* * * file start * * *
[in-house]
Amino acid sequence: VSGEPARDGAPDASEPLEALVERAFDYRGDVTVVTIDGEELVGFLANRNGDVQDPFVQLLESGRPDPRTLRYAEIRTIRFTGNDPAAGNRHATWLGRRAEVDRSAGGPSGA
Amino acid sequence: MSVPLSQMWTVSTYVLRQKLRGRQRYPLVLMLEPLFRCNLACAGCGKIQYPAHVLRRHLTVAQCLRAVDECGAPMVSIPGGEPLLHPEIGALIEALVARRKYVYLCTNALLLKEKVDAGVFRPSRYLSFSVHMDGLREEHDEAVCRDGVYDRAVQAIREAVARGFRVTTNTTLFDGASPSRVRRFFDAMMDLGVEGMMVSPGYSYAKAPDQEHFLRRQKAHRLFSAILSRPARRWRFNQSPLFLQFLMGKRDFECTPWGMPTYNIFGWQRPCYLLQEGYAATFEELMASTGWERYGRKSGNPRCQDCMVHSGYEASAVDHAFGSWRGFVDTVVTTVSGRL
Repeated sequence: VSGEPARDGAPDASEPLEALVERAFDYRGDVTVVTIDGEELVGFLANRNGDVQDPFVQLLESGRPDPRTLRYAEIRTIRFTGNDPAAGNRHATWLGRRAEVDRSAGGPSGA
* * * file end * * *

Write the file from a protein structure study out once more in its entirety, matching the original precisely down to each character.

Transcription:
[in-house]
Amino acid sequence: VSGEPARDGAPDASEPLEALVERAFDYRGDVTVVTIDGEELVGFLANRNGDVQDPFVQLLESGRPDPRTLRYAEIRTIRFTGNDPAAGNRHATWLGRRAEVDRSAGGPSGA
Amino acid sequence: MSVPLSQMWTVSTYVLRQKLRGRQRYPLVLMLEPLFRCNLACAGCGKIQYPAHVLRRHLTVAQCLRAVDECGAPMVSIPGGEPLLHPEIGALIEALVARRKYVYLCTNALLLKEKVDAGVFRPSRYLSFSVHMDGLREEHDEAVCRDGVYDRAVQAIREAVARGFRVTTNTTLFDGASPSRVRRFFDAMMDLGVEGMMVSPGYSYAKAPDQEHFLRRQKAHRLFSAILSRPARRWRFNQSPLFLQFLMGKRDFECTPWGMPTYNIFGWQRPCYLLQEGYAATFEELMASTGWERYGRKSGNPRCQDCMVHSGYEASAVDHAFGSWRGFVDTVVTTVSGRL
Repeated sequence: VSGEPARDGAPDASEPLEALVERAFDYRGDVTVVTIDGEELVGFLANRNGDVQDPFVQLLESGRPDPRTLRYAEIRTIRFTGNDPAAGNRHATWLGRRAEVDRSAGGPSGA